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Perilous life of Haiti's border children

MiamiHerald / Child protection specialists throw out one question after another, while offering street descriptions and city names in their quest for clues, as the soft-spoken boy sits quietly at a play table.

Uncooperative and seemingly evasive, the boy, who says his name is Jefferson Joseph, rests his head between his clenched fists. After a few seconds, he finally offers up a first and last name, and then his age. But over the next few minutes, the 6-year-old provides a confusing list of nicknames for his dad, and a city name that none of the workers has heard of.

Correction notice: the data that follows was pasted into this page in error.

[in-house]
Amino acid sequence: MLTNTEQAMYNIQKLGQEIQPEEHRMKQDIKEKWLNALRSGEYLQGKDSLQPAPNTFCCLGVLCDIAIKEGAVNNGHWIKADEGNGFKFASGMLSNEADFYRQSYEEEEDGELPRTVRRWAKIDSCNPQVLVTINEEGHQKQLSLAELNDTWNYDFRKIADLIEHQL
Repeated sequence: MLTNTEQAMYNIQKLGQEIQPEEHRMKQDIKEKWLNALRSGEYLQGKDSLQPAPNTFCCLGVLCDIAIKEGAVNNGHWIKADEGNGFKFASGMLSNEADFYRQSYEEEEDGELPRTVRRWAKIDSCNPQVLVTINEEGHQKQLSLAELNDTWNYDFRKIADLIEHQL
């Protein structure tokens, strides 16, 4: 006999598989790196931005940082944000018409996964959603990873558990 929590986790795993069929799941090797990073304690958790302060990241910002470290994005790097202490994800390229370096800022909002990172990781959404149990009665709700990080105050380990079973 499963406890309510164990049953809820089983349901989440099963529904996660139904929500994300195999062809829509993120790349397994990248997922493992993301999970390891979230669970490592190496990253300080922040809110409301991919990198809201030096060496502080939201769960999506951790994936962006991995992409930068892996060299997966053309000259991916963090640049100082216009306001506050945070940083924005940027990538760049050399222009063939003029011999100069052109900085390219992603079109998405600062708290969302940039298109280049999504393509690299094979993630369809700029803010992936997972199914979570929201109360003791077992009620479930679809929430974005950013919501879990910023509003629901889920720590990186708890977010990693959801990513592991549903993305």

“Your dad, what is his name?” asks Michelot Difficile. “Tonton? Tonton what?”

Difficile works on the Haiti-Dominican border with the International Organization for Migration, which helps Haiti’s child welfare agency, the Institut du Bien-Être Social et de Recherches, or IBESR , reunite abandoned and separated children with their families. The United Nations’ agency also monitors trafficking along the border.

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